Whether you are playing the flute just as a hobby, or you have auditions and exams coming up, playing your instrument should be fun. I like to keep lessons lighthearted. Students will certainly enjoy themselves, yet they are also expected to do their part by practicing between lessons – good practicing leads to more solid technique, which leads to more musical possibilities, which of course leads to much more fun!
- Lessons can be 30, 45, or 60 minutes long.
- Lessons are given weekly, except on public and school holidays.
- Lessons fees are paid monthly, preferably by Dauerauftrag. Adults can buy single lessons or a flex-card of 10 lessons.
- Lessons generally take place in my studio, in Kreuzberg (Berlin). Skype lessons are also possible.
Lessons are tailor-made, so the following information about materials is just to be used as a guide. Feel free to contact me before you make any purchases, or if you have any questions about instruments and music you already own.
Students are expected to buy or rent their own instruments. Die Holzbläser in Berlin has great rental plans for modern flutes- search under ‘Mietkaufsystem.’ Björn Kempf in Berlin also rents and sells flutes, including from his beautiful collection of restored historical and modern flutes.
I am more than happy to advise on models and makers if you like. To get you started thinking:
Modern Flute: Yamaha, Jupiter, and Azumi make respected modern flutes, and they are readily available at many music stores. We can discuss model numbers based on your level and experience.
Traverso: Here is a post I’ve written about this very topic. Choosing a traverso always depends on what you are interested in doing with it. Have a look at the instruments by the makers listed on my links page and read their descriptions of the instruments and music they were written for. If you are just beginning and looking for an all-around Baroque flute for music no later than Bach, I’d recommend an instrument in A=415, copied from an original of 1740 or before. We can certainly discuss your interests and wishes before you buy anything.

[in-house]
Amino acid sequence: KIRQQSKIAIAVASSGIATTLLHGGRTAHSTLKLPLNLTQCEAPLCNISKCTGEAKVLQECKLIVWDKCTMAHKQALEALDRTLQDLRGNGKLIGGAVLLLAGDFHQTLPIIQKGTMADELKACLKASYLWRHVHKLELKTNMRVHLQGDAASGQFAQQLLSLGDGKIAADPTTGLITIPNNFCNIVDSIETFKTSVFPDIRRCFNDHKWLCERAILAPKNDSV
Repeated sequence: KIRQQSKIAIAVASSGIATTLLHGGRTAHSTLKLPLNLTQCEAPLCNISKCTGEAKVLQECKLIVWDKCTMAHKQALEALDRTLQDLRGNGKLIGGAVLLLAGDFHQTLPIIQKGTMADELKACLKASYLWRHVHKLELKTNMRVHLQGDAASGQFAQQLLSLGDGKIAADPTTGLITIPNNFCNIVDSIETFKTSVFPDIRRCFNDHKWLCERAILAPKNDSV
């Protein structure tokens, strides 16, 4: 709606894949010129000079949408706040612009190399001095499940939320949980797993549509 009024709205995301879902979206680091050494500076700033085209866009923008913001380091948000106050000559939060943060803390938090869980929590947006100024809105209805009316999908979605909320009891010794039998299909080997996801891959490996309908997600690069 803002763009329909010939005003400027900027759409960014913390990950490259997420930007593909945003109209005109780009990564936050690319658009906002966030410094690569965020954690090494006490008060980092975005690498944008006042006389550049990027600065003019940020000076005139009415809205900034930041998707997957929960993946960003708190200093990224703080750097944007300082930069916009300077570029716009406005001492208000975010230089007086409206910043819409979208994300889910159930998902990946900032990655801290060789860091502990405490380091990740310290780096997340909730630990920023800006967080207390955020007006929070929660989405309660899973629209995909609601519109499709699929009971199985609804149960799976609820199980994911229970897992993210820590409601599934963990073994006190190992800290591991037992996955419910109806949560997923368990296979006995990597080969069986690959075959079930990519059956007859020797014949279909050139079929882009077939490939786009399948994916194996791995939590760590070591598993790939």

Renaissance Flute: Like choosing a traverso, choosing a Renaissance flute also depends on what music you are planning to play with it, and with whom. There are so many questions associated with the Renaissance flute and its repertoire, that I have co-written (with Kate Clark) an entire book about it, which you can order here.
Books and Methods
Books and methods will depend on the age and level of the student. I will generally recommend two or three books to get started, and then we can choose more music based on your personal interests. Below is an idea of what books I like to use, but let’s definitely discuss your personal situation before you make any purchases.
Recommended for Modern Flute
For children and young learners
- Magic Flute series, by B. Gisler-Haase and F. Rahbari
- Flöte Spielen, by E. Weinzierl and E. Wächter
For more advanced learners
- A flute fingering and trill fingering chart, available online or at music stores
- Practice Books for the Flute by Tevor Wye
- 17 Grands Exercices Journaliers de Mécanisme pour Flute, by Paul Taffanel and Philippe Gaubert
Recommended for Traverso
- See my post for Beginner Traverso Players
- New Method for the Traverso, by Doretthe Janssens
- Method for the One-Keyed Flute, by Janice Dockendorff Boland
- 15 Easy Baroque Pieces for Flute and Keyboard / The True Art of Baroque Flute, for Flute and Keyboard. Frans Vester, ed. Universal Edition, UE 17669 (especially for traverso beginners)
Recommended for Renaissance Flute
- The Renaissance Flute: A Contemporary Guide, by Kate Clark and Amanda Markwick
Sound interesting? Please contact me for more details about lessons: [email protected]markwick.com
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